“I was disappointed, to be very frank, that we couldn’t get together,” Mr Blumenthal said on Tuesday.

There is also no guarantee that the unit will now be within reach. Foreign policy has become a graveyard for legislative ambition. Repeated efforts to repeal or revise the military force authorizations passed in 2001 and 2002 gathered momentum, only to die. Republican efforts to reshape or kill President Barack Obama’s nuclear deal with Iran have come to naught. Democratic efforts to block President Donald J. Trump’s “emergency” arms sales to the Middle East have also proven unsuccessful.

The ever-increasing powers of an imperial presidency were largely met by the inaction of the legislature.

But the current crisis might be different, said Sen. Tim Kaine, a Democrat of Virginia, who has worked unsuccessfully for nine years to reassert Congress’s authority to declare wars. Mr. Biden has broad power to impose crippling sanctions himself, but in some areas, such as cutting off Russia from the international banking computer system known as Swift, Congress may need to legislate. And after talking tough for so long, lawmakers will want to show they can unite.

“Congress would rather not act if it doesn’t have to, and would rather let the president decide if there’s a credible way to do it,” Kaine said. “But at this point, there’s no credible way to do that.”

Mr. Graham, a declared ally of Mr. Trump, said on Tuesday, amid fire from several of his Republican colleagues in the Biden administration: “We have one president at a time. President Biden is the President of the United States, and to the extent that I can help him push Putin away, I will.

But other Republicans have been less gracious.

“Joe Biden has refused to take meaningful action, and his weakness has emboldened Moscow,” Sen. Marsha Blackburn, Republican of Tennessee, said in a statement on Tuesday, echoing Sen. Ted Cruz, Republican of Texas, who wrote on Monday “Biden-Harris officials are to a very large extent directly responsible for this crisis. »

The Republican leadership of the House itself took a picture of Mr. Biden’s back as he left the East Room of the White House after announcing the latest round of sanctions, and said, “This is what weakness looks like on the world stage.”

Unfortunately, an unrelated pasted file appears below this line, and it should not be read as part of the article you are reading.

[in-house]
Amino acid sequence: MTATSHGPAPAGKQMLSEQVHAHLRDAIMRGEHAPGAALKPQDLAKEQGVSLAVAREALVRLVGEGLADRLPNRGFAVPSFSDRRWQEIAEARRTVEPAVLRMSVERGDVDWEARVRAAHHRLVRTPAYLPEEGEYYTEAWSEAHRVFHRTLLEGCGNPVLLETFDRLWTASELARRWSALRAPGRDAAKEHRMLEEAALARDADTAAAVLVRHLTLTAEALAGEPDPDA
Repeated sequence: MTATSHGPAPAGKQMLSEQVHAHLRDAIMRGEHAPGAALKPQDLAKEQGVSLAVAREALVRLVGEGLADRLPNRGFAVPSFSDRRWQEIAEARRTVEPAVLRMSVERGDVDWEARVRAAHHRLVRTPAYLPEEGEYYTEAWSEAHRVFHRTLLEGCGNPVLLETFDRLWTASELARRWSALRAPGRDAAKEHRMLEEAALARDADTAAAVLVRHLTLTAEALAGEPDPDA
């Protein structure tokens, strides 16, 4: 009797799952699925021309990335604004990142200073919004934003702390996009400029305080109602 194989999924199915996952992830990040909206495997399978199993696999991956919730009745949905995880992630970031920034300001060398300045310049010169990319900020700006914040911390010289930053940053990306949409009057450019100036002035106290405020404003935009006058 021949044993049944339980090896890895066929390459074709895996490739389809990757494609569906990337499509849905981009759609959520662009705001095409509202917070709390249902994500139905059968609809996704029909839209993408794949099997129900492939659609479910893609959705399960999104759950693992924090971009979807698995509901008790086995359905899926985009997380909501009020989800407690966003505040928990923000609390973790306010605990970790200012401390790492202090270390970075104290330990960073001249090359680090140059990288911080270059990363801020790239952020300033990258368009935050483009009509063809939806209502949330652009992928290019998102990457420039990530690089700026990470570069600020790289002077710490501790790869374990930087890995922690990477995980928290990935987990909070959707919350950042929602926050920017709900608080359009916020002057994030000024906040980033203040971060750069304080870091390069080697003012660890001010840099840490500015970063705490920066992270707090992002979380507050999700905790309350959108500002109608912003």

The criticisms are nothing new, noted Mark Salter, a longtime aide, adviser and biographer to Mr. McCain. The senator, who died of brain cancer in 2018, was able to drive foreign and military policy from Capitol Hill thanks to the strength of his personality. He could harshly criticize the presidents of both parties, but he was consistent in his plea for a strong transatlantic alliance to confront authoritarianism.

It’s that consistency that frays, Mr. Salter said, and low blows for attention aren’t helpful. Republicans who remained silent as Mr. Trump launched a sustained assault on NATO and leaned toward Mr. Putin are now talking about Mr. Biden’s weakness toward Russia. Leaders failed to condemn isolationist voices in the party such as Mr. Trump and Representative Marjorie Taylor Greene of Georgia, who asked on Twitter, “What’s up with these neoconservatives drooling over our 18-year-old men who blow themselves up during the war?

At conservative radio tuesdaythe former president praised Mr Putin as “learned” and “brilliant”, echoing the Russian strongman’s description of his invading troops as peacekeepers.

“It is the most powerful force for peace; we could use it on our southern border,” Mr. Trump said, adding: “There were more army tanks than I have ever seen. They will keep the peace well.

Such sentiments are light years away from the internationalist coalition assembled by Mr. Vandenberg, a Republican from Michigan, to support the post-war Marshall Plan to rebuild Europe, the creation of NATO and the peace accords. mutual defense through the United Nations.

“Even in the heyday of ‘politics stops at the water’s edge’, if it ever existed, there has always been political expediency,” Mr Salter said. “It’s just a little disgusting at the moment.”

About Michael S. Montanez